On a Southwark street can be found a modern building with a totally overshadowed facade of a 200-year old chapel in front. The portico frontage is all that remains of the Stamford Street Unitarian Chapel, which was built 200 years ago in 1821, as a replacement for a chapel in Westminster that had been sold.

The two congregations, of Southwark and Westminster merged and built a chapel on this location, however, just a few decades later the chapel nearly closed due to a lack of parishioners. But, in 1861 a new preacher arrived, Rev. Robert Spears, and proved so popular that far from closing, they had to build extra seating on a raised gallery at the back of the chapel to cope with demand.

From “Pictures of Unitarian Churches by Emily Sharpe”

In the 1880s, it was expanded again, to include a Sunday School, and in 1897 was joined by parishioners from Blackfriars Mission from the New Cut. It was noted that while the chapel matched the design of the portico when built, the addition of the upper floor for the school rather spoiled the effect.

Although used until WW2, it wasn’t abandoned due to war damage, but seemed to have closed as the docks were moving away and the population was shrinking. The main body of the chapel was demolished in 1964 and the rear turned into a playground for the neighbouring Nautical School, although the portico was restored by the Greater London Council (GLC).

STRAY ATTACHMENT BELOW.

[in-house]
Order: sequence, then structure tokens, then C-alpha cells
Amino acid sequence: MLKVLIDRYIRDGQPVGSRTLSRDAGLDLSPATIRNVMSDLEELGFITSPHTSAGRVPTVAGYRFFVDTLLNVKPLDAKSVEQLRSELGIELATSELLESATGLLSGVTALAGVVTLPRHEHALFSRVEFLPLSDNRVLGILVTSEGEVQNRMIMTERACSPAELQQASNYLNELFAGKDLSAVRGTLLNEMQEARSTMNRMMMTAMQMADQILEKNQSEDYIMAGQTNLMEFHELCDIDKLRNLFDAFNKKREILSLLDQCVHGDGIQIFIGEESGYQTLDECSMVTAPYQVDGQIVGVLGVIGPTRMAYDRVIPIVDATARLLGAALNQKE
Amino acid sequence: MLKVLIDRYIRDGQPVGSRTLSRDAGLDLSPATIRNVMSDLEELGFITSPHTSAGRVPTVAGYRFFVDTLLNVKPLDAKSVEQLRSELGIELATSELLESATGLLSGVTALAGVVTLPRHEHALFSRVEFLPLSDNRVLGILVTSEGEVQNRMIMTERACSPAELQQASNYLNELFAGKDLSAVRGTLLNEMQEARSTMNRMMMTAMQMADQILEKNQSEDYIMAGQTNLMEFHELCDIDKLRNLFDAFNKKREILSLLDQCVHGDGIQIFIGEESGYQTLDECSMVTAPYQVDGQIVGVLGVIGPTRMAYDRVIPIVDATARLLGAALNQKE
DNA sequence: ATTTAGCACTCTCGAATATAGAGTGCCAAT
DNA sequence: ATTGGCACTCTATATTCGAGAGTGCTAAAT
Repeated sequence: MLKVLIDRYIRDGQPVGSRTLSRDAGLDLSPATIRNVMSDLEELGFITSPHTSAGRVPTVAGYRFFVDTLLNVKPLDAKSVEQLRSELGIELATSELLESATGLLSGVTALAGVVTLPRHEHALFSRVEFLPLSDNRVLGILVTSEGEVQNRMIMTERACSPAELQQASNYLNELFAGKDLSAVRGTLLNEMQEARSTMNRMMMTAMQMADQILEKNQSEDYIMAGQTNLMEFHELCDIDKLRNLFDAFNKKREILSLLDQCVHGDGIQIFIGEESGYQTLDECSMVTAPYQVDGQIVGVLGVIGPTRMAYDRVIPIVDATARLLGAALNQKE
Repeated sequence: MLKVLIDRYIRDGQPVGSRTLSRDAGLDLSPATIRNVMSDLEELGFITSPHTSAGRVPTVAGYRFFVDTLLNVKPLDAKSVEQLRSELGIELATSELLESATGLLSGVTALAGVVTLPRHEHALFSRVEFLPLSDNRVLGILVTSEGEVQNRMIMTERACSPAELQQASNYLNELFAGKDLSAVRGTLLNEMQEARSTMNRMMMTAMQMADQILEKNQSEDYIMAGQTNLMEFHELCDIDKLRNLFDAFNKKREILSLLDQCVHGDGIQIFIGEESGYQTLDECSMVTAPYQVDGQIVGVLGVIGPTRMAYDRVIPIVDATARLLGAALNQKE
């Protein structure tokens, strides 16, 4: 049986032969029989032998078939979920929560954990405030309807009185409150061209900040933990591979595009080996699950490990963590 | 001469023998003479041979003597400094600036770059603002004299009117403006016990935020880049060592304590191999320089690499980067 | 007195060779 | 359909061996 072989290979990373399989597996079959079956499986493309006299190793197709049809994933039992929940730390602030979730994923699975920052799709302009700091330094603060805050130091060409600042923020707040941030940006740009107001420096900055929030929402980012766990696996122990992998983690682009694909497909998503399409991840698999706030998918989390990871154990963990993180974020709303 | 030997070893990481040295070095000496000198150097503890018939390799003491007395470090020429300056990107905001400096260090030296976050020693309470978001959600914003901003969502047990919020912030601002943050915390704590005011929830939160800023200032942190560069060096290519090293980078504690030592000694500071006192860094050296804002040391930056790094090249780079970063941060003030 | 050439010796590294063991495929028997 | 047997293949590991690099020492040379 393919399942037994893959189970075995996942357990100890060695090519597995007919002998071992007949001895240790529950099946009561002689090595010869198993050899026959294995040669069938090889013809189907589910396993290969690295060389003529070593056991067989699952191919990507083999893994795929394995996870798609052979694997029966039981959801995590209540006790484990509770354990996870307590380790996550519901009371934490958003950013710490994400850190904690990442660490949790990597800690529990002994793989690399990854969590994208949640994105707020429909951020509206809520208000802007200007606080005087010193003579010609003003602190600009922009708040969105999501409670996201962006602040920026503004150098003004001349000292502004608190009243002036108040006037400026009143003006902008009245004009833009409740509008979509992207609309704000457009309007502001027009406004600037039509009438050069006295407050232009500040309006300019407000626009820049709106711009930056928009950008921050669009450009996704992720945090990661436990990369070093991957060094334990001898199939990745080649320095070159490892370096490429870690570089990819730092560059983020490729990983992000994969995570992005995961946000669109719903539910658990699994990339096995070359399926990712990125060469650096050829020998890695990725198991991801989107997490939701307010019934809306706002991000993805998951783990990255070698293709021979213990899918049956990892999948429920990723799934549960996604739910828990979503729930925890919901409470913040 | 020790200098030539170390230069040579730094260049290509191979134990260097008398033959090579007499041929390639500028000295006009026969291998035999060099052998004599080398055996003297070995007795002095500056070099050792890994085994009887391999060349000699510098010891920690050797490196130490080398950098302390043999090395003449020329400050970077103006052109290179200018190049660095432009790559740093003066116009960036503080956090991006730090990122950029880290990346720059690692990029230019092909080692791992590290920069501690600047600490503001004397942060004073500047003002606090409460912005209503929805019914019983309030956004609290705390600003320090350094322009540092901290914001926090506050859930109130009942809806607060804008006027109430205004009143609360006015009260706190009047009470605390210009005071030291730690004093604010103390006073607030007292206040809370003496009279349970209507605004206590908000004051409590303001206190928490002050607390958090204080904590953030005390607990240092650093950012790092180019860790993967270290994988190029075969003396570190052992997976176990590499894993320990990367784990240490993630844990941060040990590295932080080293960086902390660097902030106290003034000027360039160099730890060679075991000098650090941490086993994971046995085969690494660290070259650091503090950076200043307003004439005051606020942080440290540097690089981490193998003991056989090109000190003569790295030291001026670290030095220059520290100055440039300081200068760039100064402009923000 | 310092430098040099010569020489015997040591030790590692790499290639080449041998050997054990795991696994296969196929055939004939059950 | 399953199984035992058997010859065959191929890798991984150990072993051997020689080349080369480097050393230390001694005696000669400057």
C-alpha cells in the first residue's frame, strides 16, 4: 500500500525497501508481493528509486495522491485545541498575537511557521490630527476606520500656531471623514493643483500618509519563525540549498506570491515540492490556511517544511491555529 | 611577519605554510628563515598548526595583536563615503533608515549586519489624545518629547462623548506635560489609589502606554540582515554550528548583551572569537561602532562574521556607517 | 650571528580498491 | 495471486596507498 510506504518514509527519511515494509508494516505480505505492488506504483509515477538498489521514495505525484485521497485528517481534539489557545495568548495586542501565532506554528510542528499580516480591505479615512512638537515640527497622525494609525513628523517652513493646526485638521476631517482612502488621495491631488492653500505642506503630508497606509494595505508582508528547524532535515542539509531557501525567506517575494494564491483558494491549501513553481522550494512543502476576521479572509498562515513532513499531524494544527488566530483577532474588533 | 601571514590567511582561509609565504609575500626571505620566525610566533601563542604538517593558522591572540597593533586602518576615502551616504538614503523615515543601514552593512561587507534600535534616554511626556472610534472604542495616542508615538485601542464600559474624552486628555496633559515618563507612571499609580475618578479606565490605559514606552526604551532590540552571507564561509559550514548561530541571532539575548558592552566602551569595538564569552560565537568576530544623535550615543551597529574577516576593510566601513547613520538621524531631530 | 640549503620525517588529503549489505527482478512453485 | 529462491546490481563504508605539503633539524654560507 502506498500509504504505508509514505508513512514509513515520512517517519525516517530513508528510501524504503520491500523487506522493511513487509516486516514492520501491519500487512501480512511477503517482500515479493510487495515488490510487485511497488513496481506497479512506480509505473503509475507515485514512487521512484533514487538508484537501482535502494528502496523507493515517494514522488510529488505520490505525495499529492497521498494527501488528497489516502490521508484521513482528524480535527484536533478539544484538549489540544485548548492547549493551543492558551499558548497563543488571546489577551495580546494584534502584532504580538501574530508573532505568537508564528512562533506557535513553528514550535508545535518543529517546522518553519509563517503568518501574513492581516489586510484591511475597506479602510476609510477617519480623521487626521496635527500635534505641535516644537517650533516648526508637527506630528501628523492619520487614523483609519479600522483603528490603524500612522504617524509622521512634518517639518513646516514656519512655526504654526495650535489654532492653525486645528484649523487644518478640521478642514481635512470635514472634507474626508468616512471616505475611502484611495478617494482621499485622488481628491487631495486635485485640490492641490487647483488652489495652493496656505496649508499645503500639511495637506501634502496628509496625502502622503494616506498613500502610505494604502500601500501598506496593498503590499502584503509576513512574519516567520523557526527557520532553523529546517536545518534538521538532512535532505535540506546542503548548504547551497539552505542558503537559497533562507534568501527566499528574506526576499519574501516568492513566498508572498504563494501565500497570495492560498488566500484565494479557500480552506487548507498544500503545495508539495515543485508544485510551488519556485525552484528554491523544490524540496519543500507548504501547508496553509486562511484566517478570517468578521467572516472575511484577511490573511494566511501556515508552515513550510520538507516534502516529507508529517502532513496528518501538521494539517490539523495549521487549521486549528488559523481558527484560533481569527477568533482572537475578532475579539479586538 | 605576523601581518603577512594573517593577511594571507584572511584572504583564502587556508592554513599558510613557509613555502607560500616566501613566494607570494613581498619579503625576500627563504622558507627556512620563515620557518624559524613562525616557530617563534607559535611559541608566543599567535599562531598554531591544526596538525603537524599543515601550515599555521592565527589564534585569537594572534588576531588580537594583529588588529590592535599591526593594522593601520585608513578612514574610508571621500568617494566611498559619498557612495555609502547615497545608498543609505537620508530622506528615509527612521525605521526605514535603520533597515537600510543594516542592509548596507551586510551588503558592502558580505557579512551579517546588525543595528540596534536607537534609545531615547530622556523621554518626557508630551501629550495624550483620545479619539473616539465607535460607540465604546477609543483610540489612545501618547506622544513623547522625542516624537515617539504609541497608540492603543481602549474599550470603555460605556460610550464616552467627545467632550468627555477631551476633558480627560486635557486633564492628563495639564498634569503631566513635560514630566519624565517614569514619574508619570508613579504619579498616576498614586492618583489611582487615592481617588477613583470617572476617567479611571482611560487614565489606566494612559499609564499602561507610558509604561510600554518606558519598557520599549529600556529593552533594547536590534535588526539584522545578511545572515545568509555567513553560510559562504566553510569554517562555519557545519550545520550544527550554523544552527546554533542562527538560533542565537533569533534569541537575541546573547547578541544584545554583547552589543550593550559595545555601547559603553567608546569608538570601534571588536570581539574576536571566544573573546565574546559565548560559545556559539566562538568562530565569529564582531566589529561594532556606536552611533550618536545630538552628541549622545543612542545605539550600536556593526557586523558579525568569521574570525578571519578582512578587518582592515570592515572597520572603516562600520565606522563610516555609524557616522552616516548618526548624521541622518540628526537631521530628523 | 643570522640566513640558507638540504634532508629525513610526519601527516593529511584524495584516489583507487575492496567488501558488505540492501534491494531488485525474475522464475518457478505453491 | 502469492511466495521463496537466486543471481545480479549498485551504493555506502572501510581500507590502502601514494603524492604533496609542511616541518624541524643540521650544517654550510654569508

It remained a playground for the school until when in 2005, permission was given to build the block of flats behind the portico, incorporating the old chapel entranceway into the building’s own entrance.

If I were charitable, I might suggest that the dark modern building acts as a good frame for the old chapel frontage and helps highlight it. If I were charitable. I am not, it’s ghastly and a perfect example of a really bad idea.


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  1. NG says:

    The “Gentle Author” has a phrase for this:
    The Creeping Plague of Ghastly Facadism”

  2. John says:

    Thanks Ian for this article. The portico and side walls are wonderful and I’m very glad they have been conserved, which in turn conserves the story of the chapel which unfortunately is long gone. The residential building behind is not so great, though not the worst either. Just a pity that the portico does not serve as a street entrance to the building behind.

  3. Lizebeth says:

    I’ve always wondered what this had been — unlike you, too lazy to do the research! Thanks for clearing up another London mystery…

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